Please use this identifier to cite or link to this item: https://www.arca.fiocruz.br/handle/icict/26526
Title: Effect of urban vs. rural residence on the association between atopy and wheeze in Latin America: findings from a case-control analysis
Authors: Endara, P.
Vaca, M.
Platts-Mills, T. A. E.
Workman, L.
Chico, M. E.
Barreto, Maurício Lima
Rodrigues, Laura Cunha
Cooper, P. J.
Affilliation: Colegio de Ciencias de la Salud. Universidad San Francisco de Quito. Quito, Ecuador / Laboratorio de Investigaciones FEPIS. Quininde, Ecuador.
Laboratorio de Investigaciones FEPIS. Quininde, Ecuador.
University of Virginia. Asthma and Allergic Diseases Center. Charlottesville, VA, USA.
University of Virginia. Asthma and Allergic Diseases Center. Charlottesville, VA, USA.
Laboratorio de Investigaciones FEPIS. Quininde, Ecuador.
Universidade Federal da Bahia. Instituto de Saúde Coletiva. Salvador, BA, Brasil.
London School of Hygiene and Tropical Medicine. Department of Infectious Disease Epidemiology. London, UK.
Colegio de Ciencias de la Salud. Universidad San Francisco de Quito. Quito, Ecuador / Laboratorio de Investigaciones FEPIS. Quininde, Ecuador / Pontificia Universidad Cat olica del Ecuador. Centro de investigacion en Enfermedades Infecciosas. Quito, Ecuador / St George’s University of London. Institute of Infection and Immunity. London.
Abstract: The association between atopy and asthma is attenuated in non-affluent populations, an effect that may be explained by childhood infections such as geohelminths. Objective To investigate the association between atopy and wheeze in schoolchildren living in urban and rural areas of Ecuador and examine the effects of geohelminths on this association. Methods We performed nested case–control studies among comparable populations of schoolchildren living in rural communities and urban neighbourhoods in the Province of Esmeraldas, Ecuador. We detected geohelminths in stool samples, measured recent wheeze and environmental exposures by parental questionnaire, and atopy by specific IgE (sIgE) and skin prick test (SPT) reactivity to aeroallergens. Results Atopy, particularly sIgE to house dust mite (HDM), was more strongly associated with recent wheeze in urban than rural schoolchildren: (urban, adj. OR 5.19, 95% CI 3.37–8.00, P < 0.0001; rural, adj. OR 1.81, 95%CI 1.09–2.99, P = 0.02; interaction, P < 0.001). The population fractions of wheeze attributable to atopy were approximately two-fold greater in urban schoolchildren: SPT to any allergen (urban 23.5% vs. rural 10.1%), SPT to HDM (urban 18.5% vs. rural 9.6%), and anti-HDM IgE (urban 26.5% vs. rural 10.5%), while anti-Ascaris IgE was related to wheeze in a high proportion of rural (49.7%) and urban (35.4%) children. The association between atopy and recent wheeze was attenuated by markers of geohelminth infections. Conclusions Our data suggest that urban residence modifies the association between HDM atopy and recent wheeze, and this effect is explained partly by geohelminth infections.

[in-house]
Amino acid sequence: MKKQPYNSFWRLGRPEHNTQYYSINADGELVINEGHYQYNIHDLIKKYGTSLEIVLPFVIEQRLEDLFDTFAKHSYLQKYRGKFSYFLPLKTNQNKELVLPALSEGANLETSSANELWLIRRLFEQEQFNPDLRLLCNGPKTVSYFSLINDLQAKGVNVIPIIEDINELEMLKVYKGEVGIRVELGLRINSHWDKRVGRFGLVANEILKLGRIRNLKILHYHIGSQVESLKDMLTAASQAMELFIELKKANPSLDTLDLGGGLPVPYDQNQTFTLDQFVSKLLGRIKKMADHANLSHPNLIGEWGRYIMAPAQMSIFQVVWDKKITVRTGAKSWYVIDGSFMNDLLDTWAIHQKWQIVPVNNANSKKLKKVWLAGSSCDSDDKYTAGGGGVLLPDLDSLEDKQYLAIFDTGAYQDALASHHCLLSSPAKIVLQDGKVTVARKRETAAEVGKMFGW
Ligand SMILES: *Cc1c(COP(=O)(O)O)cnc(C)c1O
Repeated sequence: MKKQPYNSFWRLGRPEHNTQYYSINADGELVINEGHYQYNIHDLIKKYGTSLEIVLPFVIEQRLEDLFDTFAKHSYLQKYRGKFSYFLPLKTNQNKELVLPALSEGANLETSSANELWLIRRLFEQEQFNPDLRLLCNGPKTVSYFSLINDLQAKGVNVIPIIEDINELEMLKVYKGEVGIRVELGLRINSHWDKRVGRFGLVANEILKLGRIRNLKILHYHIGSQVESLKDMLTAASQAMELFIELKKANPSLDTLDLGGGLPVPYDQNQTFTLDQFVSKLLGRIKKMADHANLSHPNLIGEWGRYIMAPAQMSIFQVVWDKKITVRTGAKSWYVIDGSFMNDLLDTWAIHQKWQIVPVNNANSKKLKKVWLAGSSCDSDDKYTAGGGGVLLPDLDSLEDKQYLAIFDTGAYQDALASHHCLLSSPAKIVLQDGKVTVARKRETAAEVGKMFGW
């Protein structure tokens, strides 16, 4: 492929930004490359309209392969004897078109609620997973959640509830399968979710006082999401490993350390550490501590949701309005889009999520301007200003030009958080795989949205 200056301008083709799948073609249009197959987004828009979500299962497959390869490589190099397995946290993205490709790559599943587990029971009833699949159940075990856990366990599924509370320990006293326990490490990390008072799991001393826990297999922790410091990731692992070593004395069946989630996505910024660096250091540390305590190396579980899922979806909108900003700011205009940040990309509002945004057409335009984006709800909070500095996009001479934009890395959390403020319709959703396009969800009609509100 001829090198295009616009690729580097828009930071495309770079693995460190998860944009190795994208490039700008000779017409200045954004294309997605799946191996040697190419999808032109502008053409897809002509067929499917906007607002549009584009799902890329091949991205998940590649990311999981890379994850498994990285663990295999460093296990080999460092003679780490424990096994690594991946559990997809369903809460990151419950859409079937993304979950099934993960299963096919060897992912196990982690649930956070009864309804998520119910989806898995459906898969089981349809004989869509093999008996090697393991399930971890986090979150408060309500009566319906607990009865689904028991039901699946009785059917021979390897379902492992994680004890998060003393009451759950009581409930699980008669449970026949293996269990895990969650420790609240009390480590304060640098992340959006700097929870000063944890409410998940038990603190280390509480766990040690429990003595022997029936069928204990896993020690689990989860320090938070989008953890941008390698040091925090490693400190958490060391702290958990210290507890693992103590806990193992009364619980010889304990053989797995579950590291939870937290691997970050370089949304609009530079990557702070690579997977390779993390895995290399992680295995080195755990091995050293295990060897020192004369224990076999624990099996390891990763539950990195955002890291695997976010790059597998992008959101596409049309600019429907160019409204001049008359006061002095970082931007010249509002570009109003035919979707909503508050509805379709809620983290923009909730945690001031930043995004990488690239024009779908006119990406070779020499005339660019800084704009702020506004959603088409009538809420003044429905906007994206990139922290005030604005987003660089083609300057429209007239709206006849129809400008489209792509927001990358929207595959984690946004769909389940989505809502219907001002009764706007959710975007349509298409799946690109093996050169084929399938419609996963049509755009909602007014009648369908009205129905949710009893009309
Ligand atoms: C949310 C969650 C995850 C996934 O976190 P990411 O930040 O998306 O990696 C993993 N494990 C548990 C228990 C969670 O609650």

Keywords: Atopy
Geohelminths
House dust mite
Latin America
Tropics
Urban
Wheeze
keywords: Atopia
Geohelmintos
Ácaro da poeira domiciliar
América Latina
Trópicos
Urbano
Chiado
Issue Date: 2015
Publisher: Wiley
Citation: ENDARA, P. et al. Effect of urban vs. rural residence on the association between atopy and wheeze in Latin America: findings from a case-control analysis. Clinical & Experimental Allergy, v. 45, p. 438-447, 2015.
Description: Barreto, Mauricio Lima. Fiundação Oswaldo Cruz. Instituto Gonçalo Moniz. “Documento produzido em parceria ou por autor vinculado à Fiocruz, mas não consta à informação no documento”.
DOI: 10.1111/cea.12399
ISSN: 0954-7894
Copyright: open access
Appears in Collections:BA - IGM - Artigos de Periódicos

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